@jem589 - Just like to add my two cents here about Koyu: perhaps one of the most disappointing izakaya experiences I've had in Tokyo. My initial phone reservation with the wife, which was conducted in Japanese, was pleasant enough. I asked about the need to pre-order sashimi (I was booking for a Sunday night) and told her I had read good things about their sake selection. Then, when I gave her my name (a foreign one), her mood completely changed. "No Engrishu desu!" she exclaimed. Given we had been chatting amicably in Japanese for 5 minutes, I found this rather odd, but I assured her that I could read kanji, so there would be no problem. "No set menu desu!" she squealed. Again, I told her that was no problem. She then, thankfully, returned to Japanese and complained that a lot of foreigners had been making reservations recently (perhaps due to the No #1 izakaya ranking on your blog), and that I should come with a Japanese speaker. Again, I assured her (in Japanese) that I understood her concerns, but if it made her feel better my dining companion was Japanese. That seemed to do the trick, and she accepted my reservation. #random
                                Upon arrival, I slid open the door to Koyu, only to have her bar my path and demand to know if I had a reservation. After confirming my name and reservation, she begrudgingly allowed us to enter.... the completely empty store. #WTF!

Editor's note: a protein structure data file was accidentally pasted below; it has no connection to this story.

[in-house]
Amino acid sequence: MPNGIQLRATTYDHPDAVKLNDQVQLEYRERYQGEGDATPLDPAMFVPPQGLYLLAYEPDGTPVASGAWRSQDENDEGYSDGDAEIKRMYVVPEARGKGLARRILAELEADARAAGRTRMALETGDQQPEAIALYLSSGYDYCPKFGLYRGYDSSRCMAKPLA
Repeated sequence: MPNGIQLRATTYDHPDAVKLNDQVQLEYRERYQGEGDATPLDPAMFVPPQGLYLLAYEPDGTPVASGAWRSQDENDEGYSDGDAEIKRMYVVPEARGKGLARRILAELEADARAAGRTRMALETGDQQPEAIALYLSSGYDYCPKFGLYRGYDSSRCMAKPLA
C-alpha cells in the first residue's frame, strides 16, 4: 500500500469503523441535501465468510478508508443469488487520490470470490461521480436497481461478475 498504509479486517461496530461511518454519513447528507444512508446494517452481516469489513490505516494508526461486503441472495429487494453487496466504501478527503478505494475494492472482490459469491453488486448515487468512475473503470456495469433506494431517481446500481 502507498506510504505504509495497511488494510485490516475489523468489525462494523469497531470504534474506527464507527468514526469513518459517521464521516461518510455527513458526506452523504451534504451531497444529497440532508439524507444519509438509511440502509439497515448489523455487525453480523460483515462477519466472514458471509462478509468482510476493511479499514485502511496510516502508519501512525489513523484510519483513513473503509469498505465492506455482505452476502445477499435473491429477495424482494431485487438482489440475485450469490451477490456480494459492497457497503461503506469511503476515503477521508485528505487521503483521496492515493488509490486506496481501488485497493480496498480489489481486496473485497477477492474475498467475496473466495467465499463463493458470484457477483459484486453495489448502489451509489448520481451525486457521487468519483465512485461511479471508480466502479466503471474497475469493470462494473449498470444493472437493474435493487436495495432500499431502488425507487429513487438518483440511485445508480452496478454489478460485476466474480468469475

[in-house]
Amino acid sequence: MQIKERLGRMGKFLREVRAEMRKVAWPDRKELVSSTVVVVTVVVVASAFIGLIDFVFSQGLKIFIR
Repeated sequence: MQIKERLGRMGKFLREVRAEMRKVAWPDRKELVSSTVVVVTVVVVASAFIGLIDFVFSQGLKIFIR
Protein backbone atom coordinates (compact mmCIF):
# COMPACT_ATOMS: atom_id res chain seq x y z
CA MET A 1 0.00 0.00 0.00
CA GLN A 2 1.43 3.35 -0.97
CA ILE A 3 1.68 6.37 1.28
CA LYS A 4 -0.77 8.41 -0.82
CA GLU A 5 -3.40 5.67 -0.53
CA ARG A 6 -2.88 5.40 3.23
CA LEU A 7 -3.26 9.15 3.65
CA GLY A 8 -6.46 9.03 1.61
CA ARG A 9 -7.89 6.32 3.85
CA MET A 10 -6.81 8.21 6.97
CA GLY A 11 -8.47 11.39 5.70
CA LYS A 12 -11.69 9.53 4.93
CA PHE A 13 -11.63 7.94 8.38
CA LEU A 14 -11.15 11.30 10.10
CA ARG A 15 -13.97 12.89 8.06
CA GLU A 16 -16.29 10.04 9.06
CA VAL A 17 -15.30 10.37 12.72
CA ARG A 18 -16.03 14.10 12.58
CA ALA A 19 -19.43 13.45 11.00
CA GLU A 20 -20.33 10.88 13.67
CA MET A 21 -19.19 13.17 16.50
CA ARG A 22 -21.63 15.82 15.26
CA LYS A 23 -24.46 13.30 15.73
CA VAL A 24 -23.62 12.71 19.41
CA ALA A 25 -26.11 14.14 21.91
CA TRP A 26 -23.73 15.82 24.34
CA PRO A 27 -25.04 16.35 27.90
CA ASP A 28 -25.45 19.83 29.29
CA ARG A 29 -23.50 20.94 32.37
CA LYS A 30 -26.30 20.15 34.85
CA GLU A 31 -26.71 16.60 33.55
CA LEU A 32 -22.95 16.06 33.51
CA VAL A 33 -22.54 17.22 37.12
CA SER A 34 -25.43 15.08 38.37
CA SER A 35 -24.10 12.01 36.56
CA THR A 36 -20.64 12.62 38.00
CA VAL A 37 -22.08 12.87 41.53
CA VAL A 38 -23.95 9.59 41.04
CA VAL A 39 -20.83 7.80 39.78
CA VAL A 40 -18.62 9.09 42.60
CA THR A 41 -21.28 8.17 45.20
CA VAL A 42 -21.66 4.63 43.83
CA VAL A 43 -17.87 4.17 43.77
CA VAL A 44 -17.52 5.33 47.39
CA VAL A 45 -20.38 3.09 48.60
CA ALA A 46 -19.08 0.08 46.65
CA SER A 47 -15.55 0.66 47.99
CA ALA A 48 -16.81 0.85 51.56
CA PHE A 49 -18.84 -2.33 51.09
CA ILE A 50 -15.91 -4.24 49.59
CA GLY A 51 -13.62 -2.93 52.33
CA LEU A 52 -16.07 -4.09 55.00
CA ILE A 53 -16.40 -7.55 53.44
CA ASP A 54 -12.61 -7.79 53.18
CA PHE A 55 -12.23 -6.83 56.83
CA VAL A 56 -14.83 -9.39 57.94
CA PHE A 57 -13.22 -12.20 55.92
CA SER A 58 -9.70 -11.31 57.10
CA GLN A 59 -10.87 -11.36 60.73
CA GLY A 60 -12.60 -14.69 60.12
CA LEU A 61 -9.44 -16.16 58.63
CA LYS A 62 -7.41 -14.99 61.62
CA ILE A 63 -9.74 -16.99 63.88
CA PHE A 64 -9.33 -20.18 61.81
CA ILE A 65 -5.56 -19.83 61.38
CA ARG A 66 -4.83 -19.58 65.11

The atmosphere was generic and lacking any sort of character. Sterile is probably the best description. We took our seats and perused the menu: pretty standard, and nothing I would cross town for. There were no daily specials, just what was written on the set menu . At this stage alarm bells were ringing in my head, but I persevered - it did come highly rated after all. Our ootoshi was dumped in front of us without any pleasantries, and enquires about the menu by my companion (a middle aged women who spoke to the wife in keigo throughout), was meet with monosyllabic replies. Hmmm, so service isn't her forte, but at least the food and sake was suppose to be excellent, right? Errr, wrong!
                                They list a dozen or so sake from well regarded kura and at reasonable prices, but, again, nothing worth going out of your way for. We ordered a round of Tedorigawa, along with some sashimi and a couple of dishes to get us started. The food, prepared by the (long suffering) husband, was good and nicely presented... but nothing exceptional. I've had much better elsewhere.
                                The wife's attitude to us throughout our short stay bordered on being hostile, which, given that we were the only customers, seemed outrageously bad form. I had actually taken my companion there because she does tours for a national tour guide association, and was looking for a good place to take guests, but due to the appalling experience we had there that lucrative business went to Sake no Ana, instead.